The other day I managed to get one of those rare moments where I was sitting with a group of storage guys that worked for vendors but weren't trying to sell me any thing, not even their companies' ideas. The topic of the conversation turned to long-term archiving, and I realized that we--as an industry--have been spending too much time worrying about where we store our data and not enough about how.
One member of our little group maintained that a disk array with spin-down MAID (or, massive array of idle disks) support, like a Nexsan SATABeast, was the best place for long-term data. He argued that the low cost of acquisition and low power consumption made simple RAID the best place for archival data.
Another liked EMC's new Data Domain archiving solution. Since the solution uses data deduplication, he contended the savings in floor space and power consumption would make up for the higher acquisition price.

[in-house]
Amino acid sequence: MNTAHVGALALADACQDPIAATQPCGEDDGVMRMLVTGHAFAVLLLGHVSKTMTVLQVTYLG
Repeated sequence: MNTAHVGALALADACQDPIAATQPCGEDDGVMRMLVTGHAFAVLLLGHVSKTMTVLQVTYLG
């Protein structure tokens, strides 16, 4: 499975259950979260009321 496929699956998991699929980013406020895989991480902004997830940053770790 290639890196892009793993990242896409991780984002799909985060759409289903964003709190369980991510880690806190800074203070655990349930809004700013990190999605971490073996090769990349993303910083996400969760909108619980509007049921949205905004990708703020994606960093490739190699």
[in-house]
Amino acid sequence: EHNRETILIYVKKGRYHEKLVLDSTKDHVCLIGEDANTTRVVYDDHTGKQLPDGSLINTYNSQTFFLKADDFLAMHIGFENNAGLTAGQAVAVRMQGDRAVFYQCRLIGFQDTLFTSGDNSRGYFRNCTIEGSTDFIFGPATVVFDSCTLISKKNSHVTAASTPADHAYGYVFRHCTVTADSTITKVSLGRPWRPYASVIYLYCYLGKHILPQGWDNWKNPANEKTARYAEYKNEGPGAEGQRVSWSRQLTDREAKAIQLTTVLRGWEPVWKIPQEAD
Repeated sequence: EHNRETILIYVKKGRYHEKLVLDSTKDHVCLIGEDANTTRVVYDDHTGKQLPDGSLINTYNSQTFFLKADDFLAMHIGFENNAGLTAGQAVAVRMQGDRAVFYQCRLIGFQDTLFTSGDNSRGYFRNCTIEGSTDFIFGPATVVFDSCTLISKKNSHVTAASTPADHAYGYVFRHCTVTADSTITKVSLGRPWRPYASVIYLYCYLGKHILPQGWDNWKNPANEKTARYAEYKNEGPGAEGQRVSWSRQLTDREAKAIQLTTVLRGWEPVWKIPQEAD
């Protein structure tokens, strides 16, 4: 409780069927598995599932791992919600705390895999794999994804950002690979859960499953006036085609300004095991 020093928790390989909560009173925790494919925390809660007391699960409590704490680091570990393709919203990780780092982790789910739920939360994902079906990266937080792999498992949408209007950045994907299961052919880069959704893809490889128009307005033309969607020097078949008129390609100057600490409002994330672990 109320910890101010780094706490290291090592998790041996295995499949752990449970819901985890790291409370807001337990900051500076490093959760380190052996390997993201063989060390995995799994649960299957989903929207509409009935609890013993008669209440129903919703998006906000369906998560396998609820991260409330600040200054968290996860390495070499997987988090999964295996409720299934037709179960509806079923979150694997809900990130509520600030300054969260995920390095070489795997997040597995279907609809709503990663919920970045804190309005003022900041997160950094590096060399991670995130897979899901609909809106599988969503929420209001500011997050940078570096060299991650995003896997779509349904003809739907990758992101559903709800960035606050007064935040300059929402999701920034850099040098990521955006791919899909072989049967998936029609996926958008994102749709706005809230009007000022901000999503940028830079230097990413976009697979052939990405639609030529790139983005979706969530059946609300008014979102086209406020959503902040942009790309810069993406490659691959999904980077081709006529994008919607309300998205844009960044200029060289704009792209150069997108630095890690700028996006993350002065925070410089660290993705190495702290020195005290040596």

The third brought up a problem inherent in either of the previous solutions--namely, that every five years or so you'd need to migrate your data from the disk array or dedupe appliance to a new model when your vendor terminated support for the old one.
He championed a scale-out archive storage system with a MAID architecture, like Dell's DX6000 or the HDS HCAP. As long as your vendor is still selling the archive platform, you can add new nodes with 2TByte drives to your cluster and have the system migrate your data to the new nodes and off the old nodes that have 250GByte nodes.